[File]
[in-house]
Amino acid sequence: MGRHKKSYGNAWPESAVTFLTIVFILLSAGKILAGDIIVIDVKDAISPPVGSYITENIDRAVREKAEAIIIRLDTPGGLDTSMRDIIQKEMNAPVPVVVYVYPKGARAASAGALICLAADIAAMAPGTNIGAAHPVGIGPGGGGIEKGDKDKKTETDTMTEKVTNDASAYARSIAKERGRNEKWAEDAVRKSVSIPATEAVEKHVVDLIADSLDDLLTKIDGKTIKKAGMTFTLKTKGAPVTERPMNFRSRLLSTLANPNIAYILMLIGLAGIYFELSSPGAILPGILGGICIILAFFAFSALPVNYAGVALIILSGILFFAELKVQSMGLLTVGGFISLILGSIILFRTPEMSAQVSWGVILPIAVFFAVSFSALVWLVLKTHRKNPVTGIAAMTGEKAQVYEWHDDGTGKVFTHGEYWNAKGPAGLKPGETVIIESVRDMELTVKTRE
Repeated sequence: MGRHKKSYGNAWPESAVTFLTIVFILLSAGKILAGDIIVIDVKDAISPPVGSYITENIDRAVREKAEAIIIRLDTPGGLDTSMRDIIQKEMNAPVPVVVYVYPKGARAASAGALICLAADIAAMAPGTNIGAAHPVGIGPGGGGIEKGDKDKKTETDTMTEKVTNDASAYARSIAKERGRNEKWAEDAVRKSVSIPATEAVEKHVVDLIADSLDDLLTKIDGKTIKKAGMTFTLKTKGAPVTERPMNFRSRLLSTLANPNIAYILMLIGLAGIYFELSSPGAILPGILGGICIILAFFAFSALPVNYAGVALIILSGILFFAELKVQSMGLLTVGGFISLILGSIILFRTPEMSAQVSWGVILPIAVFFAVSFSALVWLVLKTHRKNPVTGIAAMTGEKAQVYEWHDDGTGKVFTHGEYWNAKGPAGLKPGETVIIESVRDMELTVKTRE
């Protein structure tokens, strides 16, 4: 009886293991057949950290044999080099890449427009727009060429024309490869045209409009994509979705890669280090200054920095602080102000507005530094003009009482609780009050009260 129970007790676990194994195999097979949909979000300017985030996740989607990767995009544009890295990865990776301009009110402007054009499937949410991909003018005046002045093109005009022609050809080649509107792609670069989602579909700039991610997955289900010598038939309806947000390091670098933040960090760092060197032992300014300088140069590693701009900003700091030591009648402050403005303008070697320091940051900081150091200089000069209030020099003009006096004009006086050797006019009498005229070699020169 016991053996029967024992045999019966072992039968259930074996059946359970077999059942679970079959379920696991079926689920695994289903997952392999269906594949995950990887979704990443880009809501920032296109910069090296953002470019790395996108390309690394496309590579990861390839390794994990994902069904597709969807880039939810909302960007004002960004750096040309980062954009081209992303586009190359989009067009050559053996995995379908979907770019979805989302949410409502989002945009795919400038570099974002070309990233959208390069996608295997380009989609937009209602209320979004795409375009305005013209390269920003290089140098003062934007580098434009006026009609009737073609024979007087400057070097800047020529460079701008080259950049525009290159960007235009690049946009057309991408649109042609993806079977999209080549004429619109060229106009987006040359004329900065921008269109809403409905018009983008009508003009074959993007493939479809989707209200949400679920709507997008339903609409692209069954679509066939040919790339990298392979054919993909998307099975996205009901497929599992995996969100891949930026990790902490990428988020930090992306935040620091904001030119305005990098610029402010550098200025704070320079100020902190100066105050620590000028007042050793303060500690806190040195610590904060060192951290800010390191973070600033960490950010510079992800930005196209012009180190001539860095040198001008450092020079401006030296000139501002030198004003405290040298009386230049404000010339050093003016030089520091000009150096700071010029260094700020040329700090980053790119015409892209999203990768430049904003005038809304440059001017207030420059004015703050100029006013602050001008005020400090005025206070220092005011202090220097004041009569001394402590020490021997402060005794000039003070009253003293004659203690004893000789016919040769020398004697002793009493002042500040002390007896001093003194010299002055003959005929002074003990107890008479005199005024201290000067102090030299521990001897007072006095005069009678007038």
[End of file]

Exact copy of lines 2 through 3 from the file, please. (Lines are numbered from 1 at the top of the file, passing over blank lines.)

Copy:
Amino acid sequence: MGRHKKSYGNAWPESAVTFLTIVFILLSAGKILAGDIIVIDVKDAISPPVGSYITENIDRAVREKAEAIIIRLDTPGGLDTSMRDIIQKEMNAPVPVVVYVYPKGARAASAGALICLAADIAAMAPGTNIGAAHPVGIGPGGGGIEKGDKDKKTETDTMTEKVTNDASAYARSIAKERGRNEKWAEDAVRKSVSIPATEAVEKHVVDLIADSLDDLLTKIDGKTIKKAGMTFTLKTKGAPVTERPMNFRSRLLSTLANPNIAYILMLIGLAGIYFELSSPGAILPGILGGICIILAFFAFSALPVNYAGVALIILSGILFFAELKVQSMGLLTVGGFISLILGSIILFRTPEMSAQVSWGVILPIAVFFAVSFSALVWLVLKTHRKNPVTGIAAMTGEKAQVYEWHDDGTGKVFTHGEYWNAKGPAGLKPGETVIIESVRDMELTVKTRE
Repeated sequence: MGRHKKSYGNAWPESAVTFLTIVFILLSAGKILAGDIIVIDVKDAISPPVGSYITENIDRAVREKAEAIIIRLDTPGGLDTSMRDIIQKEMNAPVPVVVYVYPKGARAASAGALICLAADIAAMAPGTNIGAAHPVGIGPGGGGIEKGDKDKKTETDTMTEKVTNDASAYARSIAKERGRNEKWAEDAVRKSVSIPATEAVEKHVVDLIADSLDDLLTKIDGKTIKKAGMTFTLKTKGAPVTERPMNFRSRLLSTLANPNIAYILMLIGLAGIYFELSSPGAILPGILGGICIILAFFAFSALPVNYAGVALIILSGILFFAELKVQSMGLLTVGGFISLILGSIILFRTPEMSAQVSWGVILPIAVFFAVSFSALVWLVLKTHRKNPVTGIAAMTGEKAQVYEWHDDGTGKVFTHGEYWNAKGPAGLKPGETVIIESVRDMELTVKTRE